Liberia’s tribal reserve system must be replaced with a more effective land tenure system. Converting to the new tenure system would require redistributing, once reserved tribal land under central control by tribal chiefs and government ultimatum, to individual or groups of owners based mainly on a criteria of length of homestead and/or heirship. Under the new land tenure system, private land ownership rights for allotted reserve land would include right to occupy, make permanent improvement, bury dead relatives, access wood and other fuels for cooking, lease or mortgage land, exclude others from access, and the right to protect personal property--the same rights available to private landowners in the Monrovia area.
The tenure system is by no means a perfect solution to a discriminatory tribal reserve system practices in Liberia. Factionalization is a key disadvantage in the tenure system. It is a consequence of multiple ownership on private property which creates a difficulty in contacting all owners to execute real estate transactions and in reaching a consensus on managing and using the land. Also, the tenured property may be diminished as an asset if the estate is not properly managed by its’ new private owners who may not be educated in estate management nor understand the tax ramifications of private land ownership. By developing programs to inform indigenous landowners about appropriate property management, development options, and ownership rights, the government can significantly reduce factionalization in Liberia’s land tenure allotment system. The main incentive for government in implementing a tenure system to replace tribal reserves is that the new system will create a larger property tax base and reduce some of the socio-economic burdens facing hinterland residents.
The adjudication of land throughout Liberia must be revived. Adjudication, which started in 1970s as a UN program to settle land disputes by creating an inventory record of land ownership in Liberia, should be an essential ingredient in Liberia property system reform. The process halted early on due to poor funding, but managed to create a reliable inventory of property only in central Monrovia up to Sinkor. Extending adjudication to each of Liberia’s 13 counties will likely require a substantial commitment of financial and labor resources. But the long-term payoffs, including establishing an alternative legal record of ownership independent of a paper deed provided by an owner stakeholder, far outweigh the costs. Adjudication has the potential to reduce land conflicts especially in Liberia’s bucolic area wherein conflicts arising from land disputes are more prominent then in urban, adjudicated Monrovia.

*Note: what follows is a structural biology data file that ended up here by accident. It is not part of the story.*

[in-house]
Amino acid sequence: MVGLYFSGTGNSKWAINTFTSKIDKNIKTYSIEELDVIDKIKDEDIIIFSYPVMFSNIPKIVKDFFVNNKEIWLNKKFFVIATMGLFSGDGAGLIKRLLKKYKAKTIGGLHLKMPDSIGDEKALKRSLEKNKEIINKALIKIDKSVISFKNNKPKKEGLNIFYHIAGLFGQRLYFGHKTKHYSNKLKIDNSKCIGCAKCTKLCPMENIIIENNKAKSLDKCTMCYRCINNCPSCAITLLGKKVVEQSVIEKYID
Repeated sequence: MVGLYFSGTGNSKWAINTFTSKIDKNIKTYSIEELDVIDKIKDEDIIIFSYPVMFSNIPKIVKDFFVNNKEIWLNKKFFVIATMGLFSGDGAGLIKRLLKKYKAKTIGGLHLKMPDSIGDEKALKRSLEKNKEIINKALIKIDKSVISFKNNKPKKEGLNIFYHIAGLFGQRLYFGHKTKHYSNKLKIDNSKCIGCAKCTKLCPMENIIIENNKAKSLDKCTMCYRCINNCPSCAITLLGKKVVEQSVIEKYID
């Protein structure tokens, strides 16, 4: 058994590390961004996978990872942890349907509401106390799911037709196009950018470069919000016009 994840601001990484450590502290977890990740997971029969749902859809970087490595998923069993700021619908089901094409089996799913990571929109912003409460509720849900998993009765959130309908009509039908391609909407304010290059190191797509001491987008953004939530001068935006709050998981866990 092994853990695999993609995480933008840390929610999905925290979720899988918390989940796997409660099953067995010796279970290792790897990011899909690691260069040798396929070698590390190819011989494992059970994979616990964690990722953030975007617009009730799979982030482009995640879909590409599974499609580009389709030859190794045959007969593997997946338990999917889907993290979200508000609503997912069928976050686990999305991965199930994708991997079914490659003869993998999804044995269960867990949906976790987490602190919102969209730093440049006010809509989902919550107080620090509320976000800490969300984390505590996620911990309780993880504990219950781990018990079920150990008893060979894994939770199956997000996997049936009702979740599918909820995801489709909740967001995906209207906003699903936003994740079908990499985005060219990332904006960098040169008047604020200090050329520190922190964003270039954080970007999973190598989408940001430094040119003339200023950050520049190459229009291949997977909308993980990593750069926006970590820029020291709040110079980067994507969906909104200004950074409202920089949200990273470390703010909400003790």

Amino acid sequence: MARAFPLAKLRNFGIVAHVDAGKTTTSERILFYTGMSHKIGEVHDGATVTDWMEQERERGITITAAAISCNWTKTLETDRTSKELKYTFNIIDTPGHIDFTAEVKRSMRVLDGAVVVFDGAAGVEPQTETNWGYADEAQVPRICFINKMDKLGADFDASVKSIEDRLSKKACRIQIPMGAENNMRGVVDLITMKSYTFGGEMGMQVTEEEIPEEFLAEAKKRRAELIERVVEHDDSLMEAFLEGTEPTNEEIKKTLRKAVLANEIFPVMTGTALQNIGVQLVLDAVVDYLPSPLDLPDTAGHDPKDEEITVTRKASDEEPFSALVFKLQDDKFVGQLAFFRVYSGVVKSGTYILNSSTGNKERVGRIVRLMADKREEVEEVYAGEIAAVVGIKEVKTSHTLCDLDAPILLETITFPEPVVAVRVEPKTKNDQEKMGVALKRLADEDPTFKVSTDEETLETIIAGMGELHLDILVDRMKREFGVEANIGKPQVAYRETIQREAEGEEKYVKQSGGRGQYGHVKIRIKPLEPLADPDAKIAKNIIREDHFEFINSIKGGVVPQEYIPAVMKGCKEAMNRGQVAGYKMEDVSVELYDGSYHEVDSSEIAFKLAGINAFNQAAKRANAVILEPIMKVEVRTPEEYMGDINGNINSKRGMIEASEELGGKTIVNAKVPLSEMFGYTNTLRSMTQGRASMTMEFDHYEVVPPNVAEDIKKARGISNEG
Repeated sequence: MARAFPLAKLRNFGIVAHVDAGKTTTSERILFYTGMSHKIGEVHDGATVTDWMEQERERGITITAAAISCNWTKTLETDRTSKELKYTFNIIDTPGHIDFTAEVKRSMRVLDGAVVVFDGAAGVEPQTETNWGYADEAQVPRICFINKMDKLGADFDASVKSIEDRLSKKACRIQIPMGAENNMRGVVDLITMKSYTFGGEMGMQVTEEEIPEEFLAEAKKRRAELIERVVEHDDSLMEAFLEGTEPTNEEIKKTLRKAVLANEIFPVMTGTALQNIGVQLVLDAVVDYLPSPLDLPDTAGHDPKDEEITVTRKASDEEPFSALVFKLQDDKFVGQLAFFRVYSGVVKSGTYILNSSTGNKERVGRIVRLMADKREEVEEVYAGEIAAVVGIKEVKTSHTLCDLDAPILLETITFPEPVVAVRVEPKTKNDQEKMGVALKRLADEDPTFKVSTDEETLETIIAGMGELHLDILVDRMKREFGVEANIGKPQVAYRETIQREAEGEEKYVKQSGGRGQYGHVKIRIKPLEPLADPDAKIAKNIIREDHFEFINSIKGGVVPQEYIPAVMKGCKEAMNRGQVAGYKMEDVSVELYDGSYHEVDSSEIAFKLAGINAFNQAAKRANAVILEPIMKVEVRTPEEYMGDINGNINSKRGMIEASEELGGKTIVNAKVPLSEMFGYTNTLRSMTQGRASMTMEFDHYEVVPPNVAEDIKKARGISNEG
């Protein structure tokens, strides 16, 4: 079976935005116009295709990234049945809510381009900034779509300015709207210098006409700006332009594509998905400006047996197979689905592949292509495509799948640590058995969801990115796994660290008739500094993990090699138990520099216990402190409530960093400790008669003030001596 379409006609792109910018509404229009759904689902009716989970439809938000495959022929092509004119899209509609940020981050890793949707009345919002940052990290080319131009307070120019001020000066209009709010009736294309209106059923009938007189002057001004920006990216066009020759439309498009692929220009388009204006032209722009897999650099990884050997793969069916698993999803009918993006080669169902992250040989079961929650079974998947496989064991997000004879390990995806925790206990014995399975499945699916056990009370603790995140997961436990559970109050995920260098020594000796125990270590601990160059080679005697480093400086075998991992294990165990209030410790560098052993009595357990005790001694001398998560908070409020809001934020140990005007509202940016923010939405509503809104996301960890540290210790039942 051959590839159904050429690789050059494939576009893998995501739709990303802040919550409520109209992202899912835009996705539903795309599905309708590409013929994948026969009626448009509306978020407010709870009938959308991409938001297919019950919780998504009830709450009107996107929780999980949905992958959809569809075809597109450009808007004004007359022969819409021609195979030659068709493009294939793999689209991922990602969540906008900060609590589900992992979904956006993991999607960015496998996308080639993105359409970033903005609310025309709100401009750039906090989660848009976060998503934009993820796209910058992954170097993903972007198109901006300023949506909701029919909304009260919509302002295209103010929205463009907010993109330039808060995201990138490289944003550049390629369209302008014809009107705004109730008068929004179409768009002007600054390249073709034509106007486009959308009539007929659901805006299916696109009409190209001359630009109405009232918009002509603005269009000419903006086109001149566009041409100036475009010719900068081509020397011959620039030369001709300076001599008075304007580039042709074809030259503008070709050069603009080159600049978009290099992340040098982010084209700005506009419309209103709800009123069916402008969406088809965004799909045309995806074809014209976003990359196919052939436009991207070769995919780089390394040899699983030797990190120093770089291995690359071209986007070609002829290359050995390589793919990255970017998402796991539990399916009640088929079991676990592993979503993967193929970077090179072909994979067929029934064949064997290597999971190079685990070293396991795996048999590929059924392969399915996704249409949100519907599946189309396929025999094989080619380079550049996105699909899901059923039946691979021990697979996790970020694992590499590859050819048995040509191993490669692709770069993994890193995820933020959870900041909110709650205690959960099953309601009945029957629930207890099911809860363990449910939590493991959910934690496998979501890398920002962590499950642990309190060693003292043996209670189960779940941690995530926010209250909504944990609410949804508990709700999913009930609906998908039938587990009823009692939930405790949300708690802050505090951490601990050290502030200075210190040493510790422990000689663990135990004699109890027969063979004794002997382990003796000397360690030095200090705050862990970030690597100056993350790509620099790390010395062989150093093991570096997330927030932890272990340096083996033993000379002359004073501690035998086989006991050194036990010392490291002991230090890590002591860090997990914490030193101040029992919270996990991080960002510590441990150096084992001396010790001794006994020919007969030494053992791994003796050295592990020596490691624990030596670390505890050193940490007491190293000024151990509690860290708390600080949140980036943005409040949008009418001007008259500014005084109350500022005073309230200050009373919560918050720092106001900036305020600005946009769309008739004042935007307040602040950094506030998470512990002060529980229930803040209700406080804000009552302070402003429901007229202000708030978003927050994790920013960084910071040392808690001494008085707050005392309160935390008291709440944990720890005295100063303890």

Collectively, these new reform measures in land laws and land policy will effectively create a more dynamic real estate environment wherein local and foreign land stakeholders will invest increasingly in Liberia, with confidence in the country’s legal protections provision pertaining to property rights.
7. Solutions through Technology
The other side of a coinage representing changes in Liberia’s property system depicts adapting technology in the reform strategy. Liberia’s national archive would incur immense benefit from an initiative to digitize all archive records into an efficient format less susceptible to damage and more quickly accessible. Converting our national archive documents to computerized databases in an initial phase will reduce the average deed search timeframe from months or years to mere seconds. Subsequent improvements to the national archive repository could place the entire repository in an online medium with enriched multimedia content and in the hand of stakeholder with a web browser and an inquiry for an inherited parcel of land. The resources required to implement a modern archive system are available and fairly inexpensive. The practical benefits of an electronic archive system in Liberia cannot be overstated, but fulfilling this vision of a modern archive system will entail advocacy, training, funding, and common sense from Liberia’s administration.